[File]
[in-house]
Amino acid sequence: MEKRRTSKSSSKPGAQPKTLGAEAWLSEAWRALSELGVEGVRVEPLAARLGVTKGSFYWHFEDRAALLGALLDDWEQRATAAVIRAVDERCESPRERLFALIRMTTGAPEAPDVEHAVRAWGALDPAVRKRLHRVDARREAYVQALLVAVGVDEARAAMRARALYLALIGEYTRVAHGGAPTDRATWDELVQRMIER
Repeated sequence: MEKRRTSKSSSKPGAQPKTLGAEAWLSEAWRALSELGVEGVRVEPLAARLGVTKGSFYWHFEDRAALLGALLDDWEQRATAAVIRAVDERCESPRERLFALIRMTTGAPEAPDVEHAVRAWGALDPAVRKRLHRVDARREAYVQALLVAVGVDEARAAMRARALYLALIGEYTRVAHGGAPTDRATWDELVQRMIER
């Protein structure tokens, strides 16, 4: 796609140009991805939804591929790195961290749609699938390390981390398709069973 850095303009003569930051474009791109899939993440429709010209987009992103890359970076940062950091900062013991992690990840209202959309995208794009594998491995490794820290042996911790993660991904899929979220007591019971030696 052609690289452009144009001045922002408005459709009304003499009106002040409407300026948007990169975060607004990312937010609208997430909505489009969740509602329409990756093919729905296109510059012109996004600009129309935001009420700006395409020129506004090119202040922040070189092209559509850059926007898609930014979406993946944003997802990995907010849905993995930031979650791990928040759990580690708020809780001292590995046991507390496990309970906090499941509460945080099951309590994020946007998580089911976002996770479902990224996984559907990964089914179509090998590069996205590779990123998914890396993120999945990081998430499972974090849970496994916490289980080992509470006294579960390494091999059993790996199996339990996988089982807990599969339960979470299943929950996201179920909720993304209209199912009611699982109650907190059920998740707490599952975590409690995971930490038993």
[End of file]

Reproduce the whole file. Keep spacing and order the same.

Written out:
[in-house]
Amino acid sequence: MEKRRTSKSSSKPGAQPKTLGAEAWLSEAWRALSELGVEGVRVEPLAARLGVTKGSFYWHFEDRAALLGALLDDWEQRATAAVIRAVDERCESPRERLFALIRMTTGAPEAPDVEHAVRAWGALDPAVRKRLHRVDARREAYVQALLVAVGVDEARAAMRARALYLALIGEYTRVAHGGAPTDRATWDELVQRMIER
Repeated sequence: MEKRRTSKSSSKPGAQPKTLGAEAWLSEAWRALSELGVEGVRVEPLAARLGVTKGSFYWHFEDRAALLGALLDDWEQRATAAVIRAVDERCESPRERLFALIRMTTGAPEAPDVEHAVRAWGALDPAVRKRLHRVDARREAYVQALLVAVGVDEARAAMRARALYLALIGEYTRVAHGGAPTDRATWDELVQRMIER
């Protein structure tokens, strides 16, 4: 796609140009991805939804591929790195961290749609699938390390981390398709069973 850095303009003569930051474009791109899939993440429709010209987009992103890359970076940062950091900062013991992690990840209202959309995208794009594998491995490794820290042996911790993660991904899929979220007591019971030696 052609690289452009144009001045922002408005459709009304003499009106002040409407300026948007990169975060607004990312937010609208997430909505489009969740509602329409990756093919729905296109510059012109996004600009129309935001009420700006395409020129506004090119202040922040070189092209559509850059926007898609930014979406993946944003997802990995907010849905993995930031979650791990928040759990580690708020809780001292590995046991507390496990309970906090499941509460945080099951309590994020946007998580089911976002996770479902990224996984559907990964089914179509090998590069996205590779990123998914890396993120999945990081998430499972974090849970496994916490289980080992509470006294579960390494091999059993790996199996339990996988089982807990599969339960979470299943929950996201179920909720993304209209199912009611699982109650907190059920998740707490599952975590409690995971930490038993």